Presidential Pardon Brought Justice to Kemba Smith

By · Saturday, January 3rd, 2009

On Wednesday, 17 December 2008, the USA Today published an article in its forum section by Kemba Smith entitled The Wisdom of Pardons. Kemba Smith had been a federal prisoner who was serving a 24-year sentence for her role in a drug conspiracy. During the final days of Clinton’s Presidency, Kemba Smith walked out of prison because the President commuted her sentence. Since her release, Ms. Smith has graduated from college and completed a year of law school. She now runs a foundation to help adolescents make better choices and avoid decisions that could lead to imprisonment.

A week after the newspaper published Ms. Smith’s article, it published a letter to the editor by an individual who identified himself as Walt Samuel, of Wethersfield, Connecticut. Mr. Samuel called Ms. Smith’s piece on pardons “blatantly self-serving, disingenuous, and an insult. Mr. Samuel, who has all the compassion of a rattlesnake, asserts that Ms. Smith belongs in prison because a court had once sentenced her to serve 24 years.

I do not understand the vengeance that seethes inside of people like Walt Samuel. He holds that society can only achieve justice by ensuring that an individual lives locked inside prison boundaries for every day of a term that a judge imposed. Despite mountains of empirical evidence that show how long-term imprisonment breeds continuing cycles of failure and costs to society, Mr. Samuel expresses the position that society must extract its pound of flesh, regardless of the consequences.

Ms. Smith, an African-American mother of a 13-year-old child, served six years locked inside a federal prison. During that time she took steps to educate herself. Upon her release, she earned a university degree and shows that she is eager to work with others in a continuous act of redemption. Mr. Samuel objects that Ms. Smith is an unrepentant convicted felon, yet her actions of volunteering and leading a foundation that contributes to society undermine Mr. Samuel’s ridiculous assertion. Clearly, Ms. Smith is doing more to pay for the bad decisions that led to her confinement than she could if she were languishing inside a prison cell. Why does justice require her continued imprisonment? In an enlightened country such as ours, a country that holds family values in such high regard, citizens should feel proud that Ms. Smith worked hard to earn her freedom so that she could nurture the life of her child.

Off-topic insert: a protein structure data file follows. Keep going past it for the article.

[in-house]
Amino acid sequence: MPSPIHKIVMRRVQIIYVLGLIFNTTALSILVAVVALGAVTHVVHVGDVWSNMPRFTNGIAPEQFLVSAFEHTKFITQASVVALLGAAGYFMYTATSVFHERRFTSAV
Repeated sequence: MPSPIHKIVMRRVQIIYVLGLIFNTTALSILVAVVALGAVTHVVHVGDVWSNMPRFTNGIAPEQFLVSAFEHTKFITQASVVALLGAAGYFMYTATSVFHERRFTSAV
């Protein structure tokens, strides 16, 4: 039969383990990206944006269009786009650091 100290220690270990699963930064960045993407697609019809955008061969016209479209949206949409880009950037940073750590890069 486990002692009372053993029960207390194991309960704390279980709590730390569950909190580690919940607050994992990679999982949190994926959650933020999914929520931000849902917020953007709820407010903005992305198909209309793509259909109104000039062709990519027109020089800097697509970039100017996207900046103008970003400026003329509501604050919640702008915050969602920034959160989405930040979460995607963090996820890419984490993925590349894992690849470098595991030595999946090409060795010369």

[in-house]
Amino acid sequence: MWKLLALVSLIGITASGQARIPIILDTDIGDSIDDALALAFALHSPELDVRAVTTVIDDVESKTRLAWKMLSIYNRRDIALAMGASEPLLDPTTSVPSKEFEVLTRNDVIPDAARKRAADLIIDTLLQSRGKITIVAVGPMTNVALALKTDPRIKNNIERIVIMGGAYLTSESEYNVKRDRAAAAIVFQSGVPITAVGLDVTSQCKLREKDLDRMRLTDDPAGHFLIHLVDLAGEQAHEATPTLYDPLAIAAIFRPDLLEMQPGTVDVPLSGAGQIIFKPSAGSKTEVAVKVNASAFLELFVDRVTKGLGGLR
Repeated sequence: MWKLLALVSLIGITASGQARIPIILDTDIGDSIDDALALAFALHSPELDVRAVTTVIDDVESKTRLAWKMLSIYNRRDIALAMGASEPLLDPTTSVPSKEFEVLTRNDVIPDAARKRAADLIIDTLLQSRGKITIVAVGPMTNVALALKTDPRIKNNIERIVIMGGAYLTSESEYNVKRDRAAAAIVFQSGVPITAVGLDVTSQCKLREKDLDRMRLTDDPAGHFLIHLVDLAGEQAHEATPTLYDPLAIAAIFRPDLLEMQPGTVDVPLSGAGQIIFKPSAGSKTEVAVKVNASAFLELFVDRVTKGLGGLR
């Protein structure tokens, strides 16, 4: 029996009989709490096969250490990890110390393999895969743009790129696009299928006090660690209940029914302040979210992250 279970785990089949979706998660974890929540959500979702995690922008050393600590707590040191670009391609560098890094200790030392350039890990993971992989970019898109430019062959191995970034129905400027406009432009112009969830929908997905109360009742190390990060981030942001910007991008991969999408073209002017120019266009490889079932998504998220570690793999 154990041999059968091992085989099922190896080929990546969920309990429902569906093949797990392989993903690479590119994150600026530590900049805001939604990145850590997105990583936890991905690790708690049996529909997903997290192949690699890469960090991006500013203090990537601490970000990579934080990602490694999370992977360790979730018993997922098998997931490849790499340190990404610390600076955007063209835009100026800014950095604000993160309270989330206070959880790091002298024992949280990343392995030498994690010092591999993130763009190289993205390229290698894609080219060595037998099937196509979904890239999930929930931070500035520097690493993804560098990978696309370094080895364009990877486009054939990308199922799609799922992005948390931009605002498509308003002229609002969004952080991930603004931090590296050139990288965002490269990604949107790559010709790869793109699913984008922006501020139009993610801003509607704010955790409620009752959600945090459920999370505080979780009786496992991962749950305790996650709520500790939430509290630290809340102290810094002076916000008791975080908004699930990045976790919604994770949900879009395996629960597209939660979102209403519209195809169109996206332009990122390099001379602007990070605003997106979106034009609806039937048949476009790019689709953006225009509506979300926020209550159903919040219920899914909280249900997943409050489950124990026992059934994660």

Rather than condemning the hard work of Ms. Smith, citizens should applaud the efforts she made to earn her freedom. We need prison reforms that will make an example of her success. We need to expand the use of the pardon power so that more people in prison will work toward earning freedom and living as law-abiding, contributing citizens.

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